SQL Sample: MS SQL Database with a Table

MS SQL TASK:

Create new MS SQL database. In this database, create a table with the following information:

John Smith (age 31): cashier
Mary Sue (age 42): cashier
Mike Presley (age 35): shop assistant
Bill Walker (age 29): guard
Kate Davis (age 26): manager

Execute the following SQL queries and provide the results of their execution in form of screenshots:

-Display the total count of table entrances
-Display all worker positions from this table
-Display all rows from this table which correspond to workers over 30 years of age
-Display the total count of table entrances which correspond to workers under 40 years of age. This time try to give the result a meaningful name.

SOLUTION:

In this sample we are going to create a basic MS SQL database and table in order to execute several queries. We will use the Management Studio distributed with MS SQL Server 2014. Once installed and started, SQL Server Management Studio will greet the user with “Connect to Server” window, where based on the setup configuration the user will be able access Windows Authentication (which we will use for the sake of this example) and alternatively, SQL Server Authentication (which requires inputting login and password).

After connecting to server, we can see Object Explorer window on the left side of SQL Server Management Studio. By opening Databases window we can see the list of existing databases. If no user databases were created, we will only see System Databases (master, model, msdb, tempdb). We can create a new database by executing a new query. A new query tab can be opened by either clicking on the “New Query” icon or pressing Ctrl+N. The query text should look similarly to this:

sql

The parameters used (such as filename and filesize) are subjective to the user and can be modified.

A query can be executed by either clicking on the “Execute” icon or pressing F5. It results in:

sql sample_screenshot 1

We can notice that while the new database was created, its existence is not reflected in Object Explorer. In order to fix this, we should refresh Object Explorer window by pressing Refresh icon or pressing F5 when Object Explorer window is active.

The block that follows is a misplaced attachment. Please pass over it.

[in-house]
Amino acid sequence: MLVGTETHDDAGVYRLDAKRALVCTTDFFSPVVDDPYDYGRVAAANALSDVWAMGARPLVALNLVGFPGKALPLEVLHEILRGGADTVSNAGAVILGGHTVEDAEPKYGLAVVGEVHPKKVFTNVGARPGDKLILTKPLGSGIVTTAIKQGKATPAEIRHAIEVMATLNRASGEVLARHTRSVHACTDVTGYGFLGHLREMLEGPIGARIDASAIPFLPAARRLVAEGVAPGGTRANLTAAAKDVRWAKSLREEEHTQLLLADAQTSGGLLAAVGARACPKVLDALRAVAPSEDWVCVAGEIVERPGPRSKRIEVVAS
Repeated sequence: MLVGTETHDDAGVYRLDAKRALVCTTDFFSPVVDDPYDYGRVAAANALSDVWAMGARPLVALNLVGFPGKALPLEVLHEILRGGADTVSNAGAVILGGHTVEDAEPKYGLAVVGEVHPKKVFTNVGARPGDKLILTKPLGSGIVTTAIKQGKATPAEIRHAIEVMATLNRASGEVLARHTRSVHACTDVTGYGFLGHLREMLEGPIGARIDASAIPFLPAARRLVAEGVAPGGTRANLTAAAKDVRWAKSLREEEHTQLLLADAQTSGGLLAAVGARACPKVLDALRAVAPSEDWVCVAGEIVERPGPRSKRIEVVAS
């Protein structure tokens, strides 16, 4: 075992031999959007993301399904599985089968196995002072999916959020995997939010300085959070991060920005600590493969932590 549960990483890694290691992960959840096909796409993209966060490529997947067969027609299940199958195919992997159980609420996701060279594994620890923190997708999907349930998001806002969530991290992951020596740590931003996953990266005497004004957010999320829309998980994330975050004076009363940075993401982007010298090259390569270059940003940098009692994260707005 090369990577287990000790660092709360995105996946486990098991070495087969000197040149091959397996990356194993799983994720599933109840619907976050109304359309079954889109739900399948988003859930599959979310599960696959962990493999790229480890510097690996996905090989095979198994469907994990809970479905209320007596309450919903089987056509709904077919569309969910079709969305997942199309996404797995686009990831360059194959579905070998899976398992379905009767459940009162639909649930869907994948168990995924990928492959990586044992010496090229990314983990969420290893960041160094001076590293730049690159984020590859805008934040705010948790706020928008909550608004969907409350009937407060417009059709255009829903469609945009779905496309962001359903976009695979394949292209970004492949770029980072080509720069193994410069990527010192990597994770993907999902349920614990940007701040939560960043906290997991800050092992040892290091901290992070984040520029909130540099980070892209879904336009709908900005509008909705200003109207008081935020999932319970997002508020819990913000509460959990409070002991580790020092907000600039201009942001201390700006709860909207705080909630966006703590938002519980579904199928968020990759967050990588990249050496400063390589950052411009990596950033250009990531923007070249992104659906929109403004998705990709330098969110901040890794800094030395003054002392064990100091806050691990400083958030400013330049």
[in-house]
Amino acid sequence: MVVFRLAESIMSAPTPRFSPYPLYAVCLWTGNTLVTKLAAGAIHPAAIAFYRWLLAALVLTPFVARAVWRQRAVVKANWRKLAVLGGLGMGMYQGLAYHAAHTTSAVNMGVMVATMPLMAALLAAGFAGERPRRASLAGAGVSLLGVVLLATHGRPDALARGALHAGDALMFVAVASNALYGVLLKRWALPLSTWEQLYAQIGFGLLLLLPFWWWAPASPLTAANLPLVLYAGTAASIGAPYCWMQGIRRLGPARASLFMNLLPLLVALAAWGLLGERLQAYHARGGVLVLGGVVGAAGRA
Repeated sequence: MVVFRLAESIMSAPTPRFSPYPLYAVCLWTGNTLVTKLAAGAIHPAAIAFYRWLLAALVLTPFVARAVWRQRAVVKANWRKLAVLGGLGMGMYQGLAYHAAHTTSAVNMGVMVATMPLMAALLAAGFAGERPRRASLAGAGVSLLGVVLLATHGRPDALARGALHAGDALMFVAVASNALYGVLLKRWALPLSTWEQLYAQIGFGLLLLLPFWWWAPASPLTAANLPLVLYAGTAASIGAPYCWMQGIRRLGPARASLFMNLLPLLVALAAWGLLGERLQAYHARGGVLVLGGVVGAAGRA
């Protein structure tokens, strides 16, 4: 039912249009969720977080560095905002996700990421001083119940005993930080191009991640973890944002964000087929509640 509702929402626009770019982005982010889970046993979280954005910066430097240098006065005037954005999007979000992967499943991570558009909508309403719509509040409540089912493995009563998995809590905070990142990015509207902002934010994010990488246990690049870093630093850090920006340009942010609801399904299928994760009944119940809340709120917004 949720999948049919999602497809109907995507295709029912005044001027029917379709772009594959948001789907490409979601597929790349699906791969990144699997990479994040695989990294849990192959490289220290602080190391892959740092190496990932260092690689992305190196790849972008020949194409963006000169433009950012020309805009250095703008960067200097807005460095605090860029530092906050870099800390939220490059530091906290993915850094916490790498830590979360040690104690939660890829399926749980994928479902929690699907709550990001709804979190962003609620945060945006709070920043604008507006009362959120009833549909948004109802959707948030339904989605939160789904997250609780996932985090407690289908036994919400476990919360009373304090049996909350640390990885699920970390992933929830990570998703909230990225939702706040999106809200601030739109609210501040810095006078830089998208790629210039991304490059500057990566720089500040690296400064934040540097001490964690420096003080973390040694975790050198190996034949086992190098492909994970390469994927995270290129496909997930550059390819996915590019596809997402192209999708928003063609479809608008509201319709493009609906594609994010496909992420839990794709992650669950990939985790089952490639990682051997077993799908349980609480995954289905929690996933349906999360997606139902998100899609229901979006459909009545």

In order for our next queries to interact with this database, we should mark it as the one currently used:

USE Sample

Result:

sql sample_screenshot 2

Next, we should create a new table called “Workers”. The command should also specify the names and types (int for storing digits, char for storing characters/strings) of table’s rows. First row will be used as unique row identifier (id), therefore marked as PRIMARY KEY. Additionally, since we do not plan any of these rows to contain no data, we will mark every of them as NOT NULL. This results in the following query:

CREATE TABLE Workers
(
worker_id int NOT NULL PRIMARY KEY,
worker_name char(50) NOT NULL,
worker_age int NOT NULL,
worker_position char(50) NOT NULL
)

Results:

sql sample_screenshot 3

The rows should be filled with appropriate data:

INSERT INTO Workers(worker_id,worker_name,worker_age,worker_position)
VALUES(1,’John Smith’,31,’cashier’)
INSERT INTO Workers(worker_id,worker_name,worker_age,worker_position)
VALUES(2,’Mary Sue’,42,’cashier’)
INSERT INTO Workers(worker_id,worker_name,worker_age,worker_position)
VALUES(3,’Mike Presley’,35,’shop assistant’)
INSERT INTO Workers(worker_id,worker_name,worker_age,worker_position)
VALUES(4,’Bill Walker’,29,’guard’)
INSERT INTO Workers(worker_id,worker_name,worker_age,worker_position)
VALUES(5,’Kate Davis’,26,’manager’)

Results:

sql sample_screenshot 4

At this point, our table is created and filled with data, which allows us to start working on first out of four required queries, “Display the total count of table entrances” :

SELECT COUNT(*)
FROM Workers

Result:

sql sample_screenshot 5

Second query, “Display all worker positions from this table”, requires us to show the data based on specific column:

SELECT worker_position

FROM Workers

Result:

sql sample_screenshot 6

Third query, “Display all rows from this table which correspond to workers over 30 years of age” requires us to introduce a limit based on data in certain column:

SELECT *
FROM Workers
WHERE worker_age > 30

Result:

sql sample_screenshot 7

The last query is “Display the total count of table entrances which correspond to workers under 40 years of age. This time try to give the result a meaningful name.”
It is a combination of approaches used in several previos queries, with the only new element being the addition of alias to the resulting column:

SELECT COUNT(*) AS workers_under_40

FROM Workers

WHERE worker_age < 40

Result:

sql sample_screenshot 8

 

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